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Essential Divorce Settlement Terms


Dealing with an influx of emotion during a divorce is a hard, but unavoidable, part of the process. For some couples, this emotion can manifest itself in contentious disputes that extend the length and complexity of the divorce process. However, certain circumstances justify a spouse’s resistance to fight the demands of the other party. One way to avoid this situation is by negotiating settlement agreements in advance of petitioning for divorce. Couples choose this option for a variety of reasons, but at the very least, these agreements usually make the legal proceedings more efficient and less costly. A settlement agreement may be particularly attractive if it appears the parties have agreed on all the essential issues. In this situation, it can be tempting to sign on the dotted line without consulting a divorce attorney. However, committing to this binding agreement before being advised of one’s legal rights and options can have disastrous and irreversible consequences if it later emerges the settlement was unfair. Every divorce settlement agreement should include certain terms to ensure that all important issues are covered, and neither spouse is unfairly disadvantaged. An overview of these basic terms, and why they are important, will follow below.


First and foremost, any couple that shares children needs to negotiate some type of arrangement for custody and decision-making responsibilities. Florida favors shared custody, which translates to splitting parenting time 50/50, but practically speaking, one parent usually takes over the bulk of childcare. Courts review all provisions related to custody to verify they are in the best interests of the child, so it is possible a judge could require modifications of certain terms that the court believes conflicts with the child’s welfare. Custody terms often appear in a separate agreement due to the complexities involved, but are sometimes included in a general divorce settlement agreement, especially if it impacts property division.


Next to children, property division is often the hardest area to negotiate. The two assets that figure most prominently in divorce is the family home and the family car. Deciding what to do with the marital home and the family car can be challenging, but deciding the distribution of these assets usually comes down to simple economics. Can one party afford to pay for the upkeep of the marital home on his/her own? Alternatively, can the other party afford to contribute to keeping the home if financial assistance is necessary? However, this situation becomes even more complicated if the couple is living in a rented home. Getting out of the lease early may not be possible, so employing some short-term flexibility on this issue by both parties may be necessary. The same analysis applies to the family car.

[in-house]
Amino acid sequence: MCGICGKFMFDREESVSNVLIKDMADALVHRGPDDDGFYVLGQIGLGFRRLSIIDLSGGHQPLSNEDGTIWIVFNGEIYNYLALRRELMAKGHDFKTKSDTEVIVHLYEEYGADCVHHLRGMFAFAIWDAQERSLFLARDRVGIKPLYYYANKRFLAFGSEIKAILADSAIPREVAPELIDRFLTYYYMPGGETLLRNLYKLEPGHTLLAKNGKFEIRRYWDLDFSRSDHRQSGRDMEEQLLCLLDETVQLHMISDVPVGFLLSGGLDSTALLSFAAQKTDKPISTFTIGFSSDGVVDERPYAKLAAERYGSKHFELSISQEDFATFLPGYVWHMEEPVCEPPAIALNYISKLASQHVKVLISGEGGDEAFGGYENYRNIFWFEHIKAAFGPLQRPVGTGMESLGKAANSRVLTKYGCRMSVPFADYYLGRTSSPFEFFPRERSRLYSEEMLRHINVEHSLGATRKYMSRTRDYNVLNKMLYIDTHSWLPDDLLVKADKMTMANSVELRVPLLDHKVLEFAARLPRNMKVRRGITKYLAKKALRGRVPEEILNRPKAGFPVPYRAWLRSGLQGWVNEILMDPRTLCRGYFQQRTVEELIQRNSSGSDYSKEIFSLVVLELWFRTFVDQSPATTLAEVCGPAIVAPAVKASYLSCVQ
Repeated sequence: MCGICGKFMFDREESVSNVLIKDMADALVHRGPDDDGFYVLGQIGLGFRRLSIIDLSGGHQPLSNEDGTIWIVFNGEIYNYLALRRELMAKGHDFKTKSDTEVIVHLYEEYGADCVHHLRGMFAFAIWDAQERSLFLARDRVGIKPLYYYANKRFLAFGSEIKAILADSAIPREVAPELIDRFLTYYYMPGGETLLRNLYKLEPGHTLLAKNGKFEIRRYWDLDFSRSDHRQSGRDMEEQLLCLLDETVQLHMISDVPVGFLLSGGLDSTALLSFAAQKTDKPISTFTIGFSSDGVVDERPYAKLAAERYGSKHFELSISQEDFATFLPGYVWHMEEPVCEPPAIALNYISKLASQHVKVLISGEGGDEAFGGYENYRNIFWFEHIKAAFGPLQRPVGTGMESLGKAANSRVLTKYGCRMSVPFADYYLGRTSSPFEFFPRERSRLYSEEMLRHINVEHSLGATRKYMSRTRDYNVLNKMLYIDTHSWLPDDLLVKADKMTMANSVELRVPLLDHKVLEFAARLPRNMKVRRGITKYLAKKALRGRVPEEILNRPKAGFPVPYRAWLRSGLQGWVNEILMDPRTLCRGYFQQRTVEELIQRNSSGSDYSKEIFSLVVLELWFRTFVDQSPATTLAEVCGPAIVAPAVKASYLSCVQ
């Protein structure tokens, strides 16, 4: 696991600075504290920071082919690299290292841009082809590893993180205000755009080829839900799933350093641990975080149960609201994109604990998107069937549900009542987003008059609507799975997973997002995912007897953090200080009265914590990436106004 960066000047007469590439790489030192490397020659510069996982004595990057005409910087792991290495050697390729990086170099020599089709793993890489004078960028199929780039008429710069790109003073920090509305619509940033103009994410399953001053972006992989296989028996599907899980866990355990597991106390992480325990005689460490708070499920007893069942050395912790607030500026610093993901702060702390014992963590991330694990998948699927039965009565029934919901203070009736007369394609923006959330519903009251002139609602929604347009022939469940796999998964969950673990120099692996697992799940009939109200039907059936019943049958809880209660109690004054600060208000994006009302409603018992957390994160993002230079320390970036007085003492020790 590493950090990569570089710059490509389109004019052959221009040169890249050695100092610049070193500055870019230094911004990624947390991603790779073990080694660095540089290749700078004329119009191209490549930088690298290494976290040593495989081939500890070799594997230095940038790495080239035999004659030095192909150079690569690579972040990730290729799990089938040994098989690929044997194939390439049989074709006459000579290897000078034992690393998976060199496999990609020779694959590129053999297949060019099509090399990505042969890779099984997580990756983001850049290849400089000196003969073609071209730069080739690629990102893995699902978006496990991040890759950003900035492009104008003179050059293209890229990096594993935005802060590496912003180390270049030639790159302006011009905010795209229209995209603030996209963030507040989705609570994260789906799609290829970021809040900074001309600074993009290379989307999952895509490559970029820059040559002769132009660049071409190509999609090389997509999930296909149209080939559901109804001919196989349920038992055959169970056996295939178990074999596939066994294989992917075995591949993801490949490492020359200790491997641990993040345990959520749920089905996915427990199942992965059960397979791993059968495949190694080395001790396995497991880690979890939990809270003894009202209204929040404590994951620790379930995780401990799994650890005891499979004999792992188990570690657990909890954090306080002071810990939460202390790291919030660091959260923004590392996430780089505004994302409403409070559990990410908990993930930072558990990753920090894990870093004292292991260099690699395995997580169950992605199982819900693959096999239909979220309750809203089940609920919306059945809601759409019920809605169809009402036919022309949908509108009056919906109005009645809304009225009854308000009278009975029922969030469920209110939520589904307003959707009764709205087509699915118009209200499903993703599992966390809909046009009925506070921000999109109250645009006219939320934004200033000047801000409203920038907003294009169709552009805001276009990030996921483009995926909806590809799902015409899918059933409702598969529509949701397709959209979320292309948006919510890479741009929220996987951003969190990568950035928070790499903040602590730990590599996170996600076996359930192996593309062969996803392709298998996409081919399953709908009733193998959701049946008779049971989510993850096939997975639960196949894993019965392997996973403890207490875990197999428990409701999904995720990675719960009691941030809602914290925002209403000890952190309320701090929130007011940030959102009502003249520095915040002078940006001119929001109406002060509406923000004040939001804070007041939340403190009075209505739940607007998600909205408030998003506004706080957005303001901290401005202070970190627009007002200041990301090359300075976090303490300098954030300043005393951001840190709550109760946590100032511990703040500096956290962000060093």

Who gets responsibility for the family pet can also be a tricky issue, but if there is any chance of conflict, it is best to directly address the matter. Florida law treats pets as personal property, and courts do not have the authority to create custody or visitation provisions for pets in divorce proceedings. Thus, both spouses need to decide if one party will keep the pet most of the time, if the other spouse will get time with the animal, and who will be responsible for vet bills.

Alimony and Child Support

Alimony and child support are terms that commonly appear in divorce settlement agreements, but are handled separately because the factors that affect the amount and length of these obligations differ. Child support is a mandatory obligation that all parents must fulfill, and Florida has a standard formula for determining the appropriate amount. Alimony is not required, unless a prenuptial agreement applies, and standards for ascertaining whether spousal support is appropriate will vary by case.

Changing the Terms

Finally, the settlement agreement should include a procedure for making changes in the future. Addressing how the agreement can be modified early on will make it easier when circumstances arise, and reduces the chance of needing a court to intervene.

Get Legal Advice

Divorce requires you to deal with multiple issues simultaneously that would be difficult enough to handle individually. An experienced divorce attorney can help you organize these issues into manageable parts, and guide you through the legal process so you and your family have your interests protected. The Fort Lauderdale law office of Joyce A. Julian, P.A. handles all aspects of divorce, and will work to get you the best possible outcome. Contact the office for a free consultation.



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